Are they in the news content business?
When did that happen?
I think a lot remains to be seen on where this is going.
It certainly goes toward a trend where we are seeing journalists who have brand names that are taking their audiences with them and not just katie couric and david poe.
You mentioned ezra cody worked with.
We overlapped at the washington post.
He is starting his own thing.
I think he was -- what are your thoughts on this?
What are his chances of success?
I biggest worry here is at the end of the day, all of us in this new age of media we are dealing with, you have to your own institution.
What is that about?
What i find interesting is the move of all of these people.
Will the content be judged?
We know how much ezra klein is worth.
If it is the graphics and all of that stuff, people will think on that.
Or are they clinging to that because it was on the washington post website?
You do nothing automatically he will succeed?
I don't think there is a guarantee on anything.
I do not think there is a guarantee that katie couric will be a hit for yahoo!. i do not think there will be a guarantee that david poe will be bigger at yahoo!
We are in this transition stage i think.
What worries me for journalists themselves is this has become i, me, and i. everyone has a twitter account and youtube and facebook.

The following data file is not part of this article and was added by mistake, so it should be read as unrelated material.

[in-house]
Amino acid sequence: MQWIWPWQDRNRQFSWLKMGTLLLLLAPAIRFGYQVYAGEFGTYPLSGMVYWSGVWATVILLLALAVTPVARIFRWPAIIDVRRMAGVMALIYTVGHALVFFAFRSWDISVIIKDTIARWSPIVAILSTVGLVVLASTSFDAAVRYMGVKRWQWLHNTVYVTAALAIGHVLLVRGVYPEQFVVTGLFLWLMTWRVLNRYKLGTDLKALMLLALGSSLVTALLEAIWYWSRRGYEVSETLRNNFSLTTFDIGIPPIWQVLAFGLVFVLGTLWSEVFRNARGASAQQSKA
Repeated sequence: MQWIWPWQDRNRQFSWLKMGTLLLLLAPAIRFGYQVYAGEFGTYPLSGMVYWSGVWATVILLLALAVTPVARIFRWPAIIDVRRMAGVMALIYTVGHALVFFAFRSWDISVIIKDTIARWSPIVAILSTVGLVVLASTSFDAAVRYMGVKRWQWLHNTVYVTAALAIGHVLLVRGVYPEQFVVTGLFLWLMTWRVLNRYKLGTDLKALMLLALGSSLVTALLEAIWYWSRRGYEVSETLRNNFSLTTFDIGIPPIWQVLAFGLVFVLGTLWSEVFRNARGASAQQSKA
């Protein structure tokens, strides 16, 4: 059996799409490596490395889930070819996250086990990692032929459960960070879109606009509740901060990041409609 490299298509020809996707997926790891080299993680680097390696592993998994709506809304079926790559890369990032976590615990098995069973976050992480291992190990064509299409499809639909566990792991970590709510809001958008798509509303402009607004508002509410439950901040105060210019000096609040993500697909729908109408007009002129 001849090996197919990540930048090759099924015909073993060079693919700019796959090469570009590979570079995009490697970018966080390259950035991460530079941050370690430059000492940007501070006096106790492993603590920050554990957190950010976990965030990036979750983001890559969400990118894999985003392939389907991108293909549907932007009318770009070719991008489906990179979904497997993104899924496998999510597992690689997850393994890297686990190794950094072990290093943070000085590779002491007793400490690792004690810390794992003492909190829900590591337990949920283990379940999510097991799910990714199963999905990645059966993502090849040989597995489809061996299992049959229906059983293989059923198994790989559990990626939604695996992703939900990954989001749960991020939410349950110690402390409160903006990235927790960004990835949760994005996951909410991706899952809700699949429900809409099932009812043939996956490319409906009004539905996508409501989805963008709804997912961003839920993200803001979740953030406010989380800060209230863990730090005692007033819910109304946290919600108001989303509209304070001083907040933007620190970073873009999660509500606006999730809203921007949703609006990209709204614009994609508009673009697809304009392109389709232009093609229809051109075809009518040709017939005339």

Let's talk about that.
I did a big interview with tom perkins yesterday.
I got a lot of coverage nationally and on buzz feed.
Buzz feed posted the 10 most jaw-dropping comments from out of touch millionaires on bloomberg tv.
Publicity is great for us, but is this the fact that content is going in this direction?
Is it a good thing?
I have been a journalist for over a decade.
The two most exciting news organizations are buzz feed and another that came out of nowhere.
There was a book called the filter bubble.
How defensible are these new content models if they can start out of nowhere?
I think that is the exciting part of it.
What is interesting is i was one of the first -- i was at the washington post for several years and i work at the huffington post.
I remember people thought i was crazy to leave the washington post to work for arianna.
Look at where the huffington post is now.
This was pre-aol.
What about the business model?
Is it defensible?
What they have done that is impressive if they have taken advantage of the social platform in a way that a lot of others have it.
They didn't realize the value of what that is.
I gave buzz feed a big lead.
We sometimes talk about the brand and the people and less about the business models.
There is room for only so many advertising supported businesses.
When you get really specific, if the news content is so premium and interesting, even got to think of a subscription model.
If it is something that is going for everybody and their a lot of people competing for it, it is more of an advertising supported business.
It is a difficult and competitive business to be in.
A lot of people think about how we will get paid beyond just what is the brand and how quickly are we growing?
A woman is charging $400 a year for a subscription.
She has got a business there.
Is she has one customer, she is got a business.
Jose antonio vargas, thank you.